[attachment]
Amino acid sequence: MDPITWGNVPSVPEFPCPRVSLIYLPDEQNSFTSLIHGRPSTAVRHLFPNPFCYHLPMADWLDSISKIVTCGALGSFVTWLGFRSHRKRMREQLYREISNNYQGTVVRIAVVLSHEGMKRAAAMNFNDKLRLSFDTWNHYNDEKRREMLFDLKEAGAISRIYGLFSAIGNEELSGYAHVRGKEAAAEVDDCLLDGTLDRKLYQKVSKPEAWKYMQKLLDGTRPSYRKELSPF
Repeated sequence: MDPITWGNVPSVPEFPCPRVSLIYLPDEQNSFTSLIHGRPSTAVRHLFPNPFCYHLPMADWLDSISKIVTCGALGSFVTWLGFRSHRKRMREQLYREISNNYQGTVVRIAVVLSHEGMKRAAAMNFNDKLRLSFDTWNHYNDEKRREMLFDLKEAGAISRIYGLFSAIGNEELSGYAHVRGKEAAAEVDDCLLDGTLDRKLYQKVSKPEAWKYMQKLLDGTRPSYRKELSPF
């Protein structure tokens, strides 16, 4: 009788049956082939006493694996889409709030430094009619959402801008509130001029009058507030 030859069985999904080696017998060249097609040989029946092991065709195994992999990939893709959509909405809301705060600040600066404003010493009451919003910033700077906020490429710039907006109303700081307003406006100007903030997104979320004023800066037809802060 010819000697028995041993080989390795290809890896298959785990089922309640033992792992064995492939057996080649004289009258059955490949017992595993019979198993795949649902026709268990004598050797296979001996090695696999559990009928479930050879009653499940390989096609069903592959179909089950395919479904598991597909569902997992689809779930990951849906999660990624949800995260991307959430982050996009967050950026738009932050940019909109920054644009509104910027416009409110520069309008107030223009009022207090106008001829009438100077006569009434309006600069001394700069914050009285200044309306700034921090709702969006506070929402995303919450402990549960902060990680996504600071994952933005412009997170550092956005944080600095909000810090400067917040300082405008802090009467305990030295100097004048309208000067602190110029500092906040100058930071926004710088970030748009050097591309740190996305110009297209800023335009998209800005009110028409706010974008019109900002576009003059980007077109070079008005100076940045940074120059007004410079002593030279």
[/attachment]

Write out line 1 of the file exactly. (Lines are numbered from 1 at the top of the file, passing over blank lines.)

Amino acid sequence: MDPITWGNVPSVPEFPCPRVSLIYLPDEQNSFTSLIHGRPSTAVRHLFPNPFCYHLPMADWLDSISKIVTCGALGSFVTWLGFRSHRKRMREQLYREISNNYQGTVVRIAVVLSHEGMKRAAAMNFNDKLRLSFDTWNHYNDEKRREMLFDLKEAGAISRIYGLFSAIGNEELSGYAHVRGKEAAAEVDDCLLDGTLDRKLYQKVSKPEAWKYMQKLLDGTRPSYRKELSPF